01 August 2018

Mancunian way to go

On Monday's post we were leaving the Temperance Street Party at Beer Nouveau in Manchester and heading back towards the city centre. A slight detour took us by the Cloudwater Barrel Store, a satellite taproom situated a few streets away from the brewery itself. With England playing Sweden in the World Cup at the time, we had the place almost to ourselves.

An IPA to start with, because obviously: Cloudwater IPA Citra Ekuanot BBC. Like many of this sort, it's fun for the first couple of sips but a bit dull after that. There's an underlying sticky vanilla and a mild hop dankness that builds to some pleasant resins, but there's no individual character; nothing that marks it out as anything other than a middling version of what it is.

I had never had a dark Cloudwater beer before so was pleased when the wife chose Yandaro Imperial Brown Ale. This is a 7.5%-er brewed with added coffee and vanilla. The aroma is all creamy chocolate, like those luxury truffles you only eat one of a day. The flavour is equally rich and sweet, though not tasting all of its strength, balancing the coffee and chocolate sides deftly. A full and slightly gummy body gives it a filling and satisfying texture. Overall it makes for a decadent drinking experience and had me hankering for more dark fare from Cloudwater.

With none available, my next was Cloudwater BA Saison Brut. Well, it would be wrong to come all the way to the Barrel Store without tasting some of its wares. A whopping 8% ABV, this is a mostly-clear yellow colour, exuding a lovely funky and unctuous aroma of mango and peach. The flavour matches this promise closely, offering fruit and spice; zip and zing. I've now met a few of these clean and fruity barrel-aged blonde beers -- in Ireland we've had the likes of Otterbank, DOT and Urban Brewing turning them out -- and they're always a real pleasure to encounter. I'd love if this trend caught on as fiercely as hazy IPAs, but that's probably unlikely given the effort involved.

For a properly local theme, and completely inappropriate on a 28° scorcher: Welcome to Rainy City, one of those hazy IPAs. 7% ABV and looking like a glass of custard, it did little to impress me. Routine spring onion and yeast bite are the long and short of it. It's fine; there's plenty of flavour and nothing wrong with it, but I felt I'd drank this same beer many times in the last few years. Nobody will remember it when the haze craze has passed.

We left after that, aiming to squeeze in another brewery before hotel check-in. Track is in the neighbourhood, in another railway arch, and with the game over was beginning to attract some other punters.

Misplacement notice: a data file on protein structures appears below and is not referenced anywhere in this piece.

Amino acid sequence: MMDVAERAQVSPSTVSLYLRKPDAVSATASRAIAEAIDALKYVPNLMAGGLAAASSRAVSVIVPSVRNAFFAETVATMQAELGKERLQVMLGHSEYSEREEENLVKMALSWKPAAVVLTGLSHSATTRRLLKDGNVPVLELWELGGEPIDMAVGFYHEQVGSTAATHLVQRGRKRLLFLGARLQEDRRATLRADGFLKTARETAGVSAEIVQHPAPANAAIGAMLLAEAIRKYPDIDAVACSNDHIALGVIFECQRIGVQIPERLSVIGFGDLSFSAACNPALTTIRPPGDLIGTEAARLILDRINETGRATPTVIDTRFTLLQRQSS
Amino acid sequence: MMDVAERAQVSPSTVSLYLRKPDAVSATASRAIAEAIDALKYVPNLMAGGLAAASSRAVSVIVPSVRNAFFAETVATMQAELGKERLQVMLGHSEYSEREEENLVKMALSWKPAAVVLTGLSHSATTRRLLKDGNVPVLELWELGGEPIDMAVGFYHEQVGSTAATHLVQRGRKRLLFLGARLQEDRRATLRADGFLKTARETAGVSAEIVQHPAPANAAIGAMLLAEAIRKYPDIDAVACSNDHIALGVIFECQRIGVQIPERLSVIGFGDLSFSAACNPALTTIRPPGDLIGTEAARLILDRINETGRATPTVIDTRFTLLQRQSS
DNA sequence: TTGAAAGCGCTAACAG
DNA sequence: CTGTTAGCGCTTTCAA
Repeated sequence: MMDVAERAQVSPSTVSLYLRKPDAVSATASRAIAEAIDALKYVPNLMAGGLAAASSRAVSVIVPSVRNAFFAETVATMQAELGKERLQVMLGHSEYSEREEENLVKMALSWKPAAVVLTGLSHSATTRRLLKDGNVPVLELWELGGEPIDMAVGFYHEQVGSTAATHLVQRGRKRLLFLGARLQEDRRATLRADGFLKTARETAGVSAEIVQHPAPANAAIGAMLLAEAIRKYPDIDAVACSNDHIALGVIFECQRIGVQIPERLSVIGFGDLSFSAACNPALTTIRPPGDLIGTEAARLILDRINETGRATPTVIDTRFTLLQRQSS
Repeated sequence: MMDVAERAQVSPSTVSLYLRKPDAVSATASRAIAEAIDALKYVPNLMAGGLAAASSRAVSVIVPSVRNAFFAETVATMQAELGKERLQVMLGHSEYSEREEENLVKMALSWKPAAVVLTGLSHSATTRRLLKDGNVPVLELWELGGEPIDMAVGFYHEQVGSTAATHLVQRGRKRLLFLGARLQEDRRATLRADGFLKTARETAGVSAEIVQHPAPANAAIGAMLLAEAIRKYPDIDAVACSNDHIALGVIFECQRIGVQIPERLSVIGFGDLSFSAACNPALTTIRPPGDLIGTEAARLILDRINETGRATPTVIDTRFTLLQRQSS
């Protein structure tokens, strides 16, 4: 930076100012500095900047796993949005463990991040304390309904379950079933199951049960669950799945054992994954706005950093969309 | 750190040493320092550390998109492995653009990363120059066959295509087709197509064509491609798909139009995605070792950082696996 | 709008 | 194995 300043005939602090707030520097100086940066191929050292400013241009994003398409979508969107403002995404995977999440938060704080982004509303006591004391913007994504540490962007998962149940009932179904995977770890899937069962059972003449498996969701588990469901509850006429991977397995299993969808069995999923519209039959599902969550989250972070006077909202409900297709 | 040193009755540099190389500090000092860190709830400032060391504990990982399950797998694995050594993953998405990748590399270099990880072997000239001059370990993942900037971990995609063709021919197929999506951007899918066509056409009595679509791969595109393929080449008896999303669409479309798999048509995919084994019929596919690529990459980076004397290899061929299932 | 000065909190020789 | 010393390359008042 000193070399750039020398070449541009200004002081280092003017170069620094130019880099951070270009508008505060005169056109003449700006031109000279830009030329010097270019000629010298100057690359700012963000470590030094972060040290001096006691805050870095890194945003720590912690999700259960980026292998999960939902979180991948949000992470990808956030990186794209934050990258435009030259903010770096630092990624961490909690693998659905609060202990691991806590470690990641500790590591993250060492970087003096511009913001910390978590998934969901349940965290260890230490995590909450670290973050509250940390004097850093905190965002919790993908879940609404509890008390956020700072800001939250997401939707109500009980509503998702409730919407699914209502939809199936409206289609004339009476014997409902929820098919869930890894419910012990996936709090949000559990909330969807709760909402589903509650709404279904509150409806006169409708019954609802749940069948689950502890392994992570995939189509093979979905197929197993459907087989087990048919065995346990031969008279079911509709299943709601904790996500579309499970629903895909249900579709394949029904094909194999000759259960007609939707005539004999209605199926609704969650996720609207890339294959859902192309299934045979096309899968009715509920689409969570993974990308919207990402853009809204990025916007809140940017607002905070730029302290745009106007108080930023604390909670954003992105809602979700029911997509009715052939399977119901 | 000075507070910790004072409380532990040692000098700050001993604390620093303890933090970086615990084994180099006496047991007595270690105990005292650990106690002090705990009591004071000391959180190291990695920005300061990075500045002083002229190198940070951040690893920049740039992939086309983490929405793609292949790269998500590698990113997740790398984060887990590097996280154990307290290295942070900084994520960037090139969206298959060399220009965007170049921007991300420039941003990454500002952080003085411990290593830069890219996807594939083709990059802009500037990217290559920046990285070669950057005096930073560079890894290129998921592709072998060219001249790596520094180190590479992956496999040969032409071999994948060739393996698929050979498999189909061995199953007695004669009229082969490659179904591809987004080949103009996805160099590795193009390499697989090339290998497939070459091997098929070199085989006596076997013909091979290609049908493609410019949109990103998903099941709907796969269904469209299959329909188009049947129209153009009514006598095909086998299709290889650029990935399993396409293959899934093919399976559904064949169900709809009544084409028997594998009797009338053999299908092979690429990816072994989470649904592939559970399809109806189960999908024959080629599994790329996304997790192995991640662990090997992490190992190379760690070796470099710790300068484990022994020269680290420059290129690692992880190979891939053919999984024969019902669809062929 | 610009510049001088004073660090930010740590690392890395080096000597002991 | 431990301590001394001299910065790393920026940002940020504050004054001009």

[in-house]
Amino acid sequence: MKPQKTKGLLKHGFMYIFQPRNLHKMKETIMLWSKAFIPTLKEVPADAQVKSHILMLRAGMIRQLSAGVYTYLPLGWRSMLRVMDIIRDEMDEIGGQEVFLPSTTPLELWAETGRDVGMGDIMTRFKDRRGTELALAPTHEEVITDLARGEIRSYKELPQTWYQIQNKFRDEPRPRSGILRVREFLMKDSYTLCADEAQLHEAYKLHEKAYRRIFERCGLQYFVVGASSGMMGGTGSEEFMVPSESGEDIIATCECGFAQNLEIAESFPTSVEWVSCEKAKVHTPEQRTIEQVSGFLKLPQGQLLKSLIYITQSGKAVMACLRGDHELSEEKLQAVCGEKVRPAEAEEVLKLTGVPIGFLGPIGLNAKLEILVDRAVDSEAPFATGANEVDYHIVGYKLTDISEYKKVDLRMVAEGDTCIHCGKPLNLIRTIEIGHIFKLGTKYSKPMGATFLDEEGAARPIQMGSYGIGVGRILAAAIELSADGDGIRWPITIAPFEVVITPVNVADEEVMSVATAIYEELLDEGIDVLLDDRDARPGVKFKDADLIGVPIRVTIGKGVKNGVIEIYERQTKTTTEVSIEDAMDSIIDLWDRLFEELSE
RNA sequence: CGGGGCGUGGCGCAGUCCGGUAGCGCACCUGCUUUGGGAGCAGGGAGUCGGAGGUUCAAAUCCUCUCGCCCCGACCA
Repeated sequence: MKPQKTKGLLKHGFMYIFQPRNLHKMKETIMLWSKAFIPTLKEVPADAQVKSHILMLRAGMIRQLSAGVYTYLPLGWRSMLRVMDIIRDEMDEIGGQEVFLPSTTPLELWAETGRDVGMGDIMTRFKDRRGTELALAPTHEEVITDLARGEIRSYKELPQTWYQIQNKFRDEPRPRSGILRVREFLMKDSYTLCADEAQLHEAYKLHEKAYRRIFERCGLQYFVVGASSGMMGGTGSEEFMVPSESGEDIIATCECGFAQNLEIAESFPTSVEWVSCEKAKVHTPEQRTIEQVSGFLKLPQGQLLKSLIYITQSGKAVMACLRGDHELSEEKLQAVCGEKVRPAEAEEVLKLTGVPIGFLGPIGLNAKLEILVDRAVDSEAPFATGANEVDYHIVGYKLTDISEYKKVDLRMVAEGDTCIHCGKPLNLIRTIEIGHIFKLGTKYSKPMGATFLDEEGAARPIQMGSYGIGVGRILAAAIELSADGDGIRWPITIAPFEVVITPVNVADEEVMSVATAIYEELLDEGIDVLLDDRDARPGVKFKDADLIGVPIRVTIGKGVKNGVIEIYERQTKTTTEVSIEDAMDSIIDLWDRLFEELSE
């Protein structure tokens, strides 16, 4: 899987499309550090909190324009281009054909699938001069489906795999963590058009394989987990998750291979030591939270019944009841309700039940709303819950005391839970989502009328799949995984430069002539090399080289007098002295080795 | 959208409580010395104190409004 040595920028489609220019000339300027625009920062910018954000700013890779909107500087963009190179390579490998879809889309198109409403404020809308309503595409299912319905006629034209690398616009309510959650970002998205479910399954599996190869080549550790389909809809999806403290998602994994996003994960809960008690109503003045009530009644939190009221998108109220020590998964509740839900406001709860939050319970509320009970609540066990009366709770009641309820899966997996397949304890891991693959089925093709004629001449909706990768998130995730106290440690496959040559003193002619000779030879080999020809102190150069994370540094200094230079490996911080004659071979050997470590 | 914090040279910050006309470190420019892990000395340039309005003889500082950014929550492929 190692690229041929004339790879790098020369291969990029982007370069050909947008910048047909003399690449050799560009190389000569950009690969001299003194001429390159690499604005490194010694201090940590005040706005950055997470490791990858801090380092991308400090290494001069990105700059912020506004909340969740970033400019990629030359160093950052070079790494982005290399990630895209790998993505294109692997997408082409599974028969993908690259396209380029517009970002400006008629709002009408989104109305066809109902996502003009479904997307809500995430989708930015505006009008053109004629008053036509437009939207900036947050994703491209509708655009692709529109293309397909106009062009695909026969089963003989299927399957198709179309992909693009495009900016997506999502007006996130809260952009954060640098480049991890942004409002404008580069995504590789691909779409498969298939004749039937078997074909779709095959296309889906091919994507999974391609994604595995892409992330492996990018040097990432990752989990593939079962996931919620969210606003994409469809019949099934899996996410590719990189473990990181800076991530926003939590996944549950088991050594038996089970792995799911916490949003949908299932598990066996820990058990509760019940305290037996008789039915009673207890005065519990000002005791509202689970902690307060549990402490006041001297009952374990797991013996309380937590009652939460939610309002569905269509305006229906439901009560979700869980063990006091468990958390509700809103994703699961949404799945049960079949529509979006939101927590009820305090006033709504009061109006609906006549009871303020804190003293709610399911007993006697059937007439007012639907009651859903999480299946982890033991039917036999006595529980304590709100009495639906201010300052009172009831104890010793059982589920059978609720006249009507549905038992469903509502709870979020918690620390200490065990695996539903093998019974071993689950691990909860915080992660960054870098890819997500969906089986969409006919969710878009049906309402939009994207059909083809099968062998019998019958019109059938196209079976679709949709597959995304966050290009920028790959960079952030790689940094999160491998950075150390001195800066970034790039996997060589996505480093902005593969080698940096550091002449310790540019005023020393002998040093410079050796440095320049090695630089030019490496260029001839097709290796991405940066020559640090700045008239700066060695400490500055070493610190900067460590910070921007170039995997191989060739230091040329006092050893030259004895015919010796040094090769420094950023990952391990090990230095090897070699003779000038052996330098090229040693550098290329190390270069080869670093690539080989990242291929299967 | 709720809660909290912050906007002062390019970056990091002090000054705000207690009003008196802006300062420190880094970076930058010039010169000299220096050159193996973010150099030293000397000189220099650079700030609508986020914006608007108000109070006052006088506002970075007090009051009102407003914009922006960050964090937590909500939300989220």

For me, Unfair Funfair. This IPA was daringly clear and offers a clean dank and spicy package of flavours. After the initial fireworks it settles to something dry and sharp, with an almost noble-hopped mix of crisp raw cabbage and spinach. This is a no-nonsense, precise beer and offered a pleasing contrast with the previous Cloudwater one. All done at just 5.5% ABV too.

The even paler chap next to it there is Time Is Everything, a 4.9% ABV pale ale. This offered a lot of the same things and I wasn't complaining: punchingly bitter, with celery and white pepper to the fore and a long clean dry finish. It doesn't look as pretty as its companion but does most of the same things.

Only one other venue was on my must-do new experiences for Manchester: Bundobust, the Indian restaurant sensation that started in Leeds but seems to be sweeping across northern England now. The Manchester branch is easily missed, despite being right in the middle of Piccadilly. An inauspicious door from the street leads down stairs into an airy basement. We ordered lots of food and it was all great, but of particular interest to this blog was the long bar down the end, and the top-flight beer selection.

The house IPA, Juicy Bhangra, is from Denmark's Dry & Bitter and is 4.8% ABV. All the peaches seem to have gone into this hazy orange number, spilling out of the aroma and riding right up front in the flavour. A tiny hint of spring onion and caraway accompanies it, but more as balance than interference, and it all settles out to a gentle orange in the end. Great stuff, and juicy as advertised.

It's been a while since my last Kernel beer so I made myself order their Bière de Saison: Damson even though it wasn't really what I was in the mood for, and was heftily priced compared to the rest too. It turned out to be a good decision, however. It's just 4.4% ABV and light of texture with a spicy and jammy foretaste showing a lacing of ginger and raisins. The aroma is funky and there's a lambic-like rounded sourness. This is instead of the farmyard straw or heavy fruit flavours commonly found in saison but absent here. What I liked most was how well it used the damsons, extracting their taste without bags of syrupy extra sugar. The usual class act from The Kernel, then.

That's another house commission beside it: Dhānā from local outfit Squawk, a strawberry and coriander IPA. Intriguing. It's just 4.6% ABV and a murky orange colour. There's a strong strawberry aroma and a very sweet strawberry flavour. These leave no room for coriander, nor indeed IPA beyond a tiny bitter twang on the finish. It's all a bit one-dimensional but OK as these sorts of beers go. The strawberry beer fan who ordered it certainly didn't see a downside.

That's all the headlines from Manchester. In Friday's post I'll be looking at some of the peripheral pubbing as we moved around the city.

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